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$50 to Hem a Pair of Pants

One of the sewing groups I belong to admonishes its members never to offer to hem pants for people. One person notes that she always says "$50" when asked how much she charges to hem a pair of pants. She says it discourages all but the most desperate of her friends. 

My mother and sister are shorter than I am. They almost always have to hem the pants they buy. My mother, in particular, is quite the hemming expert. My sister brought a pair of pants with her at Christmas for my mother to hem (I offered up the sewing machine). I am lucky in that—being 5'7" tall—I hardly ever have to hem anything. A 32" inseam fits me pretty well. 

Unfortunately, DD#1 forgot that she needed a pair of pants hemmed, or we would have had my mother do it while she was here. She brought them to me yesterday. At 5' 10", she is taller than me, so finding a pair of pants that have to be hemmed in order for her to wear them is quite a feat. She bought them at Banana Republic. They aren't labelled as such, but I suspect they are Talls. They fit her really well except for the length. I had her try them on with her shoes and then realized that this would be no simple hemming project. The pants are lined. I had to shorten the lining by an inch before I could even mark a new hemline. Vittorio, the Necchi BF, did that part of the job and did it beautifully. 

The next step was to cut off an inch and a half of length from the pants and serge the raw edge. That's how they were originally done. I got as far as changing the thread from white to black in my serger yesterday before we all went out to dinner. (We were celebrating DD#1's new job and that DD#2 got a 4.0 this semester studying in Europe.) I'll cut off the length and serge that raw edge some time this week. Then I have to turn up a new hem and blind stitch it in place. The Singer 223 will get pulled out for that job. It has the best blind stitch capabilities of any of my vintage machines. 

I don't charge my family for sewing projects. If you're not a blood relation, though, don't be surprised if I tell you it's going to cost $50 for me to hem your pants. 


Speaking of mending....

This is my navy blue Calvin Klein peacoat. We were out running errands today and DD#1 noticed that it was coming apart at the seam on the back of the coat. 

I am very particular about my winter coats. (Surprised? You shouldn't be.) I prefer wool peacoats. The problem is that many of them are too short, so when I find one I like, I tend to wear it until it falls apart. I love the way this one fits and the fabric is a nice wool/cashmere blend. This seam would be a cinch to fix except that the coat has a bagged lining. In looking for the best place to release the lining in order to get to this seam, I noticed that the lining is also starting to come apart. Sigh. I think I am just going to have to release the lining, fix this seam, fix the lining seam, then hand sew the lining back in. It seems silly to buy a new coat when I could fix this one. I should be able to get at least one more season out of it.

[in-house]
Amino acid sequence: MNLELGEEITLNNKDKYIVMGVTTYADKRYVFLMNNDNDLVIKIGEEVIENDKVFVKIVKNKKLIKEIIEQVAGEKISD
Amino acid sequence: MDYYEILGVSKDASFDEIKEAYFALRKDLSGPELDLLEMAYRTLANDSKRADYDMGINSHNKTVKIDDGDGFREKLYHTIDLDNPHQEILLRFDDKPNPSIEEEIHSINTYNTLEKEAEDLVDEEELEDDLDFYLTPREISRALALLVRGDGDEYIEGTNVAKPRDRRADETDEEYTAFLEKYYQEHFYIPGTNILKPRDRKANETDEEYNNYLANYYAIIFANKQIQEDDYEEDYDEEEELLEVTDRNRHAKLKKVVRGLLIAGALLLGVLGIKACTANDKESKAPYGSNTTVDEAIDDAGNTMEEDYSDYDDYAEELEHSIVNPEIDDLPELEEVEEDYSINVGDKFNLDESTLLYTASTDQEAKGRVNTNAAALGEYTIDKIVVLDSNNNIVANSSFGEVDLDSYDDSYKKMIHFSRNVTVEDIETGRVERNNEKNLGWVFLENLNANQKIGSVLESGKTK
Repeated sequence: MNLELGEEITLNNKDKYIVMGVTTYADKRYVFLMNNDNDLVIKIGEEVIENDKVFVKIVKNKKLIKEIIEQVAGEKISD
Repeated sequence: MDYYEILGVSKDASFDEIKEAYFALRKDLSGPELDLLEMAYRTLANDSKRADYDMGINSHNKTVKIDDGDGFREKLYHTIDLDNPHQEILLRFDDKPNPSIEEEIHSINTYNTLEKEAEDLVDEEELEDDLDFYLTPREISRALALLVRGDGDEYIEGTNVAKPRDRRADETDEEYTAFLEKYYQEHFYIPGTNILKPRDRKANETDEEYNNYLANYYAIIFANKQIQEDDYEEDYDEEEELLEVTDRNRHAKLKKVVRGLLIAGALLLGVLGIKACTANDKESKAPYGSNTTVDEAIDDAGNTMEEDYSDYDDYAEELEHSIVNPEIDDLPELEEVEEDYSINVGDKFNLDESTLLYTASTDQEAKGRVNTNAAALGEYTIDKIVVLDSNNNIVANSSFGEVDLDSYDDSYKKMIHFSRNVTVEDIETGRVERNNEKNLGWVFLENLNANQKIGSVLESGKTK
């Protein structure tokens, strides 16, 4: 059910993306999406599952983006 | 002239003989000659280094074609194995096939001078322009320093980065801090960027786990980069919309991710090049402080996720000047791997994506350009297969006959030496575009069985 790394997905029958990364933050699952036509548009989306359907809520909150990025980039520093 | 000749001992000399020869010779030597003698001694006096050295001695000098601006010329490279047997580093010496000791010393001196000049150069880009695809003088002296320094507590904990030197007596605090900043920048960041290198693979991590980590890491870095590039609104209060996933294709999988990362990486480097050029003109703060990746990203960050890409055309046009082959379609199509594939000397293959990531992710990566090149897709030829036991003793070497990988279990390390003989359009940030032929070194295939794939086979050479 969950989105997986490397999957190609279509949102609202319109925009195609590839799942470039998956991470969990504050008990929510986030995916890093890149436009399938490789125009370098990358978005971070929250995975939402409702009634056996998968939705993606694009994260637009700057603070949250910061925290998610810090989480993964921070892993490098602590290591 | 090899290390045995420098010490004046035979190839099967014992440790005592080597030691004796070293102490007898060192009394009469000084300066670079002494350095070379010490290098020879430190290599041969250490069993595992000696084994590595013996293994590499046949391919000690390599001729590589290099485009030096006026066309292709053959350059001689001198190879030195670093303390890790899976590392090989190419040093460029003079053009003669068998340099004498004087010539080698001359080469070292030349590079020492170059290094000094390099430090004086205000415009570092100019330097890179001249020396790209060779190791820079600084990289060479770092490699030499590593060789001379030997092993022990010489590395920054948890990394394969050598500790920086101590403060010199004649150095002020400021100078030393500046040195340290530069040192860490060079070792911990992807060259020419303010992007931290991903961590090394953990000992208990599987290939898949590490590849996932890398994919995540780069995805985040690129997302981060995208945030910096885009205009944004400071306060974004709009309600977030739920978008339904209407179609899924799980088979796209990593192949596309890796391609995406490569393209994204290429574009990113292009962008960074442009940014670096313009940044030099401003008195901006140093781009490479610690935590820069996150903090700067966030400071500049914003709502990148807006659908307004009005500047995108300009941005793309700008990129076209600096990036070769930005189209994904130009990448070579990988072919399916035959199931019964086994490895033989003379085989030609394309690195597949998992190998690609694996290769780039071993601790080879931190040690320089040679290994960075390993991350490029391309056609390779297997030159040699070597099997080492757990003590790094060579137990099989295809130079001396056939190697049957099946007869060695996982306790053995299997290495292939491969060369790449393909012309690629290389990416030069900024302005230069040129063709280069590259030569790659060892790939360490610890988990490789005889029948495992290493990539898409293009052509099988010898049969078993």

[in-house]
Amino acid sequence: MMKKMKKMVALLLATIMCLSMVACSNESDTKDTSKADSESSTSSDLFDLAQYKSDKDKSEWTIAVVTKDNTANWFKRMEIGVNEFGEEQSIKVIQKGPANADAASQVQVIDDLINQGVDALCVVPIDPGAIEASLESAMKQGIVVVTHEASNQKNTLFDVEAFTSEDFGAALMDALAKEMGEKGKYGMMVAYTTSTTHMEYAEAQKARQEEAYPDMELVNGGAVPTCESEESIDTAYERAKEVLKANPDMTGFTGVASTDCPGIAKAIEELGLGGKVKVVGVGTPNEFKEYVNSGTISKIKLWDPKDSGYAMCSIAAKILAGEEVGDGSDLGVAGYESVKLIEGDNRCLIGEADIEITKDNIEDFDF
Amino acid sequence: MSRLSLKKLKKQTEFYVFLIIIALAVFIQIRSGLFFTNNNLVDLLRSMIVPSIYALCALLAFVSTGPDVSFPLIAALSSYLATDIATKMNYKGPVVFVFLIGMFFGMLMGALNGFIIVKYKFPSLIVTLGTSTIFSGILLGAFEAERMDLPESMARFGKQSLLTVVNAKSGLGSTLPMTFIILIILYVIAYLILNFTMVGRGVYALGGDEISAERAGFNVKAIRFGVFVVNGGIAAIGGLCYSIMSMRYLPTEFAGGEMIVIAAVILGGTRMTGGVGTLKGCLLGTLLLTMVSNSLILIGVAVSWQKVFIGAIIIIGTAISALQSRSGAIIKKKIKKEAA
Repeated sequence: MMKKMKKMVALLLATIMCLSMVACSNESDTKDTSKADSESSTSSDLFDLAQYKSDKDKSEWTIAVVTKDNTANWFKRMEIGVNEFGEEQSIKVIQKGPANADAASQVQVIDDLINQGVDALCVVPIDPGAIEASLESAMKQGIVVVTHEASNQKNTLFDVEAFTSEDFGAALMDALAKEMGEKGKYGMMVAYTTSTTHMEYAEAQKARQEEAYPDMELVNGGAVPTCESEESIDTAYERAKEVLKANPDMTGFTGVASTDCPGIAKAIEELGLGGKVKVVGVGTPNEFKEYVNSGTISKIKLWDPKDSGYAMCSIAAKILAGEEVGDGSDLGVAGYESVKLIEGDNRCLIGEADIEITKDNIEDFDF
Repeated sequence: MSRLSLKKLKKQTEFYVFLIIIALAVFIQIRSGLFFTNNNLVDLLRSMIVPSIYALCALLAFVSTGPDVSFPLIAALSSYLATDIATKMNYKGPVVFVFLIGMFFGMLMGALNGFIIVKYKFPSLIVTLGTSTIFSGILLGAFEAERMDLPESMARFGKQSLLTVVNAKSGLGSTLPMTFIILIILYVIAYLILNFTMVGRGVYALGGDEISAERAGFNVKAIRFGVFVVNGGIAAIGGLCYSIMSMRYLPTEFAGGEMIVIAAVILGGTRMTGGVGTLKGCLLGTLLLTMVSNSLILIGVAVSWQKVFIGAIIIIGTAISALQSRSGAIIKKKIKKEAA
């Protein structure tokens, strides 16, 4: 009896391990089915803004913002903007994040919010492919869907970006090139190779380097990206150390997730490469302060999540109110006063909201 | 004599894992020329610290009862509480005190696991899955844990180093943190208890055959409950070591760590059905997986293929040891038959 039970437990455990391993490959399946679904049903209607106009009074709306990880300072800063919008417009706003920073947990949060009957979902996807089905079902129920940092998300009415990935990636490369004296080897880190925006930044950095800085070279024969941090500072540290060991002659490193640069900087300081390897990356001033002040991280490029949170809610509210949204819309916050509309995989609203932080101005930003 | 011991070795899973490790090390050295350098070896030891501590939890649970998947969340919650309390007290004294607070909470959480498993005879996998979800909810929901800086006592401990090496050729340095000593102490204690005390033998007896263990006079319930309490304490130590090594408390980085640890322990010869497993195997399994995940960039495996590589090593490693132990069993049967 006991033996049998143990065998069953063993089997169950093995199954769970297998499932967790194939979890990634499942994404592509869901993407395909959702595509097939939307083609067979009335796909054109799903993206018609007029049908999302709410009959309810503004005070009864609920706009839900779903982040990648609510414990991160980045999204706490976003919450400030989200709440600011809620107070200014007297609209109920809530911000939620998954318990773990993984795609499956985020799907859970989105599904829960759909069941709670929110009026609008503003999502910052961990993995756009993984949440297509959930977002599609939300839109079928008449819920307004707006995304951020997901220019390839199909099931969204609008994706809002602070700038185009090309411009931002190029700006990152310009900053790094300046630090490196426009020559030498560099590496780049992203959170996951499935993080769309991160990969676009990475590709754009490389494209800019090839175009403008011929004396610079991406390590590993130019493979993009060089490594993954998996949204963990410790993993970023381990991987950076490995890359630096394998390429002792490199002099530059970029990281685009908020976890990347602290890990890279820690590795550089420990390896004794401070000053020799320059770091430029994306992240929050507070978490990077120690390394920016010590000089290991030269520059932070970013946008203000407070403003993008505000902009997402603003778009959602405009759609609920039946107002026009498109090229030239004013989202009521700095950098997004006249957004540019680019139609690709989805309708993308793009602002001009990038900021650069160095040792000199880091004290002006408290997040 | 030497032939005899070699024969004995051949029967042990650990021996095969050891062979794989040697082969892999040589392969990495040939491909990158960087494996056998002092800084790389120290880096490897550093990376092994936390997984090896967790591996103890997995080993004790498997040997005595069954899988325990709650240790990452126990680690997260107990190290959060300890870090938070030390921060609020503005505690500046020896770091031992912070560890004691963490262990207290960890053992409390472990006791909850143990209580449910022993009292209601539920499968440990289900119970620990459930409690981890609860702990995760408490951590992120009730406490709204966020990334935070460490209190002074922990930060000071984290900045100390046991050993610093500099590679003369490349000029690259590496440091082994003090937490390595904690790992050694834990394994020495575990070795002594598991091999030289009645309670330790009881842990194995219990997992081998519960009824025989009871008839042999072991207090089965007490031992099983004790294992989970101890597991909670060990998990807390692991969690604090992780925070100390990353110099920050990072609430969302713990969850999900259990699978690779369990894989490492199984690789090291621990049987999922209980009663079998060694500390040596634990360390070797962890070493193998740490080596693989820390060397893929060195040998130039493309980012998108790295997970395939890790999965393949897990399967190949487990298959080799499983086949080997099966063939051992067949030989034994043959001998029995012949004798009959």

All the snow on the garage roof let loose today, leaving about 60 cubic feet of snow blocking the man door. DD#2's boyfriend and I shoveled it out when we got home after running errands. It was wet and heavy and resembled concrete. That's why you don't want to get caught at the bottom of an avalanche. Thankfully, it warmed up enough that the plows were able to get all the snow off the roads. They are at least clear, if not totally dry. We may get some snow/rain tonight, but the forecast is for a bigger storm on Friday night and Saturday.

It's winter in Montana. It snows. 

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Reader Comments (2)

Tried to talk to John into moving to Montana, we ended up in Texas. The temperatures are truly 70’s one day, 30’s next day.

January 8, 2018 | Unregistered CommenterPatty

Those of us who grew up with parents who went through the depression have the same mentality you do about your coat. See how a piece of clothing can be fixed and maybe get another season or two out of it. I'm the same way about food. Nothing much ever gets thrown away in our house. It either is eaten as leftovers or goes into the freezer stock pot bag. You are at a distance from that depression mentality, but you've embraced parts of it. It's a sensible way to live.

January 9, 2018 | Unregistered CommenterHusband's mom

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